Lola institute is coducting research and development of following equipment for combat aircraft pilot training:
- Centrifuge motion simulator,
- Spatial disorientation trainer.
Centrifuge motion simulator
Modern thrust-vectored jet aircraft have the capability of developing multi-axis accelerations, especially during the performance of "super-manoeuvres".
These "agile" aircraft are capable of unconventional flight with high angles of attack, high agile motions with thrust-vectored propulsion in all 3 aircraft axes, rotations around those axes and accelerations of up to 9 g (Earth’s acceleration), with acceleration rates (jerk) of up to 9 g/s.
Hence, the destructive effects of the high acceleration forces and the rapid changes of these forces on the pilot’s physiology and the ability to perform tasks under these flight conditions must be tested. A human centrifuge is used for the reliable generation of high G onset rates and high levels of sustained G, to test the reactions and the tolerances of the pilots.
Here, acceleration force G=a/g, is the magnitude of acceleration acting on the pilot, an is normal, and at is the tangential acceleration.
The centrifuge has the form of a three degree-of-freedom (3DoF) manipulator with rotational axes, where the pilot’s head (or chest for some of the training) is considered to be the end-effector. The arm rotation around the vertical (planetary) axis is the main motion that achieves the desired acceleration force. Centrifuge flight simulators must achieve velocity, acceleration and jerk of the pilot through suitable rotations of the centrifuge arm about this axis. The arm carries a gimballed gondola system, with two rotational axes providing pitch and roll capabilities.
The yaw axis (z) is parallel with the arm axis. The roll axis lies in the plane of the arm rotation, perpendicular to the main rotational axis, i.e., in the x-axis direction. The pitch (y ) axis is perpendicular to the roll axis.The task of the roll and pitch axes is to direct the acceleration force into the desired direction. It is considered that the pilot’s head (chest) is placed in the intersection of the gondola’s roll and pitch axes.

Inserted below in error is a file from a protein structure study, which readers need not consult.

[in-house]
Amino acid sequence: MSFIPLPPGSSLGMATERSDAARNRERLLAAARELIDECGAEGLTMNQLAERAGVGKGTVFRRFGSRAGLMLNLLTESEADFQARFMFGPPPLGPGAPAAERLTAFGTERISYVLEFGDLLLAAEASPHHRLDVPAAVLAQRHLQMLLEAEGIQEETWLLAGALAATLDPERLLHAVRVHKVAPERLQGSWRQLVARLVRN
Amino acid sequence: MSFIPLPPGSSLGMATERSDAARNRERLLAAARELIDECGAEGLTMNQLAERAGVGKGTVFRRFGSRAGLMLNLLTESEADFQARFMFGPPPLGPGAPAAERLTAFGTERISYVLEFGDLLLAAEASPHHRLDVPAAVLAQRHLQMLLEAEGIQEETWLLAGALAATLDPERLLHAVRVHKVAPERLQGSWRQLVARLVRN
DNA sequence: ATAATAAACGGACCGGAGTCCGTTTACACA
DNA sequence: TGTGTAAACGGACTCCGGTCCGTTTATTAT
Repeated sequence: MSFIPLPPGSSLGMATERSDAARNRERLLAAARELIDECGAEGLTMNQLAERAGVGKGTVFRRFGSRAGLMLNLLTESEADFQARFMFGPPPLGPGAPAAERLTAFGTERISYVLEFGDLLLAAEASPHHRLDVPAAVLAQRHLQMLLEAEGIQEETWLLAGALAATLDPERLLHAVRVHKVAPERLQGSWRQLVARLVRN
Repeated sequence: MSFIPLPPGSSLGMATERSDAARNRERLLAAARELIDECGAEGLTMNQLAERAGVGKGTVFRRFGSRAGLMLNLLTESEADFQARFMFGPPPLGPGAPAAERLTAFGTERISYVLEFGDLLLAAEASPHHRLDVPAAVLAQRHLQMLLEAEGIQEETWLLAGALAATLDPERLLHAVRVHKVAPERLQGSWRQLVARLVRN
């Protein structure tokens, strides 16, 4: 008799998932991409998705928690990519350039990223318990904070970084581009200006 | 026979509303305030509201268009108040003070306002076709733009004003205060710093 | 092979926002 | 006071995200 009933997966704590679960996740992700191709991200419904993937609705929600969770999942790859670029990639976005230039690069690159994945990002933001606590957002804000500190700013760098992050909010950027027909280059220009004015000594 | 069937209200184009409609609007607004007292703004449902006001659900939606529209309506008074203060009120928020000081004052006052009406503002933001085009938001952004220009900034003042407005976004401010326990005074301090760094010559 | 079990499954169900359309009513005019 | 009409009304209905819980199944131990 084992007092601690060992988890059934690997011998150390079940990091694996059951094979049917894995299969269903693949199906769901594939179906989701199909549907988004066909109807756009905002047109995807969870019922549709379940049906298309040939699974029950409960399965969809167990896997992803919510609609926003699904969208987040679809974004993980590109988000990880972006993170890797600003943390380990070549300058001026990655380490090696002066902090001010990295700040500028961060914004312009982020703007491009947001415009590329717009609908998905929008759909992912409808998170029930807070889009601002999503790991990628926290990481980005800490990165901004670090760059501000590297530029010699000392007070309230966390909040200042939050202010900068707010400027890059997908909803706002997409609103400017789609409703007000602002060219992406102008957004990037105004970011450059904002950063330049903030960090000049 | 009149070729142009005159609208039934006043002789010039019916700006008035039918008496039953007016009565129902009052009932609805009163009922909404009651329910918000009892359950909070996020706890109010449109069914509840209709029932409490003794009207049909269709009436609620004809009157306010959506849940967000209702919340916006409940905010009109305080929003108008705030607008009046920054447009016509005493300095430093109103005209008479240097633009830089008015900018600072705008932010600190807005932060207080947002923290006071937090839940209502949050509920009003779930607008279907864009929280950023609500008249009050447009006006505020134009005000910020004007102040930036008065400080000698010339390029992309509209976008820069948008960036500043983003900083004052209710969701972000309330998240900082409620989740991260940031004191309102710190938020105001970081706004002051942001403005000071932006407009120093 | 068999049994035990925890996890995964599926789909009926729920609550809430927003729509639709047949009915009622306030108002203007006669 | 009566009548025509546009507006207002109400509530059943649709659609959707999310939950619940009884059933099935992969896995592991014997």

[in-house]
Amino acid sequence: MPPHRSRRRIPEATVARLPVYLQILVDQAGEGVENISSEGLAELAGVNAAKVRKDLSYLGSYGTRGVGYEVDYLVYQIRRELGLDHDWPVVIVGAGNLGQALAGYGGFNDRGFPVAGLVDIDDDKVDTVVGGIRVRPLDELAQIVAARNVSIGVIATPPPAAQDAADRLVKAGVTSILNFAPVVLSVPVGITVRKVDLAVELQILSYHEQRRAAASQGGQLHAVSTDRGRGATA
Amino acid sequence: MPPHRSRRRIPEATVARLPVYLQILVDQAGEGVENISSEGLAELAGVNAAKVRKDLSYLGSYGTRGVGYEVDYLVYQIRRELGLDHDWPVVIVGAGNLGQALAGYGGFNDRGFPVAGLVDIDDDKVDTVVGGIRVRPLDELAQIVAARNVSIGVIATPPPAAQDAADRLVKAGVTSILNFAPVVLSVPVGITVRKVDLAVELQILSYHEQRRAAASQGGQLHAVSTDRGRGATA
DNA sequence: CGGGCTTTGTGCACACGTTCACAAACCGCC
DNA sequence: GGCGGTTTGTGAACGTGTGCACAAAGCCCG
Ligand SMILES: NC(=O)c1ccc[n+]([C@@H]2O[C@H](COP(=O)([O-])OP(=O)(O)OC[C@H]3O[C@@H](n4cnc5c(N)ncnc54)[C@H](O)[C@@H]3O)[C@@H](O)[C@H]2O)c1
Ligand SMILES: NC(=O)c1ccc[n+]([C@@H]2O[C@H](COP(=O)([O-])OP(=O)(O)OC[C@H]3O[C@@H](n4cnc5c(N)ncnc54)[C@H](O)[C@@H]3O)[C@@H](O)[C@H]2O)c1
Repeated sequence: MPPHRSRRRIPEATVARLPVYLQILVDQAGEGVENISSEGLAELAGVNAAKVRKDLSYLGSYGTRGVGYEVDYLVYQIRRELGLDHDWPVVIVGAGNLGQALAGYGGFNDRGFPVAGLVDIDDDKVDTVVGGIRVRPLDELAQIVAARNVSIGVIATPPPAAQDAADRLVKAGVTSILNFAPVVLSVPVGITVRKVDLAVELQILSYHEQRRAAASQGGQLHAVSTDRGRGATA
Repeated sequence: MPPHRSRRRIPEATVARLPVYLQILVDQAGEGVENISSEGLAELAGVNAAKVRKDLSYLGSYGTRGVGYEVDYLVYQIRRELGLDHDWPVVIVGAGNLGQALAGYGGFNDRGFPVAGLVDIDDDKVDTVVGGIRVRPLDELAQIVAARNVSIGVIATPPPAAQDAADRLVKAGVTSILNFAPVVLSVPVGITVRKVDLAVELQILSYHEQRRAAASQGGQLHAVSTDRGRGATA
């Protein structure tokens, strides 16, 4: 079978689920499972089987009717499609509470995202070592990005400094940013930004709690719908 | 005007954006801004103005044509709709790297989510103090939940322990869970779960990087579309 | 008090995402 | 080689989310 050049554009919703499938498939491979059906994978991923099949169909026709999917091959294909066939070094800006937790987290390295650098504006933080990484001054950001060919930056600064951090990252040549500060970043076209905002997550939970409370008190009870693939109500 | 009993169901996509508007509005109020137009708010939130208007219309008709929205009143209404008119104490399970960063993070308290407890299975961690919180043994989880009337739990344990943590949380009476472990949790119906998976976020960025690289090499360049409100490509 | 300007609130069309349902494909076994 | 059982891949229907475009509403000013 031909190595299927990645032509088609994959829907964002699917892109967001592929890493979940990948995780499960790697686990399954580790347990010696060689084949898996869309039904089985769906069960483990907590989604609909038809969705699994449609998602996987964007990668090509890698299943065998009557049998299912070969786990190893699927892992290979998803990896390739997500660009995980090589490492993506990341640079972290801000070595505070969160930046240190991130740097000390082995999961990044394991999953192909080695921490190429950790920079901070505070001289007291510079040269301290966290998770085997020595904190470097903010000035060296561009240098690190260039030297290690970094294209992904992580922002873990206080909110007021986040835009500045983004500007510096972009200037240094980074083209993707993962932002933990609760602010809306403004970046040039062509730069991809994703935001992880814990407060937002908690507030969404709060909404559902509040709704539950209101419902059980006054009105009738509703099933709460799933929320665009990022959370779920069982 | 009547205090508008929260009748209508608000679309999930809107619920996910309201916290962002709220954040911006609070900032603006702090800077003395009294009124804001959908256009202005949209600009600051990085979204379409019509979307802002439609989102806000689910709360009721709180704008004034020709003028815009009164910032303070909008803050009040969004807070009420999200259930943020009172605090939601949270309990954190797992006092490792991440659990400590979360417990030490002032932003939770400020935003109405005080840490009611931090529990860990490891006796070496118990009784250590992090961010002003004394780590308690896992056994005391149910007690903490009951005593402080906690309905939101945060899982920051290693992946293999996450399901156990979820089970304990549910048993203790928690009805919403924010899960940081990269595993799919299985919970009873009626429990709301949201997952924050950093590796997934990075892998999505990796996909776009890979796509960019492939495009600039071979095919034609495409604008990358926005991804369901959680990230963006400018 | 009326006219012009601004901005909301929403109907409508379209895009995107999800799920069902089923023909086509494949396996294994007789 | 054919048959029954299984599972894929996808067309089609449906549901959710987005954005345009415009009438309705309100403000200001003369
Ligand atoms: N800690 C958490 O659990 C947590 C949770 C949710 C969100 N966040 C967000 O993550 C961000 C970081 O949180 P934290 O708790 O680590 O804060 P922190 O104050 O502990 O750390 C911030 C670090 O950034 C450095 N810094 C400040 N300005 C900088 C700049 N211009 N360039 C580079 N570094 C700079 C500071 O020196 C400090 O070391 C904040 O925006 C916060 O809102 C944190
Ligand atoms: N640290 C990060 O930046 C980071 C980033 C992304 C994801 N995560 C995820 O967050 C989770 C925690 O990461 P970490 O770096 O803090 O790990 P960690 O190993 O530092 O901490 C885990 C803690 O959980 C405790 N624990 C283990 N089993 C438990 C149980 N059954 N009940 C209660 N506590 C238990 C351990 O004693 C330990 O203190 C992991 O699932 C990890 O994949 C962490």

Although the centrifuge is capable of generating acceleration forces of up to 15 g for materials testing purposes, forces that are less than or equal to 9 g are used for pilot training.
Spatial disorientation trainer
The modern combat aircrafts can have very unusual orientations. The pilot’s ability to recognise these orientations has to be examined. A spatial disorientation trainer is used for pilot adaptation on these unusual poses and for persuading pilot to believe to aircraft equipment and not to his sense. It is designed as 4DoF manipulator with rotational axes.
Through rotations about these axes different orientations can be achieved. Apart from that, different acceleration forces acting on aircraft pilot can be simulated.
The pilot’s head (or chest) is considered here as the end-effector. Arm rotation around vertical (planetary) axis is the main motion. The arm carries a gyroscope gondola system, with three rotational axes providing yaw, pitch and roll capabilities. The yaw axis (z) is parallel with the arm axis. The roll axis lies in the plane of the arm rotation, perpendicular to the main rotational axis i.e. in the x-axis direction. The pitch (y) axis is perpendicular to the roll axis.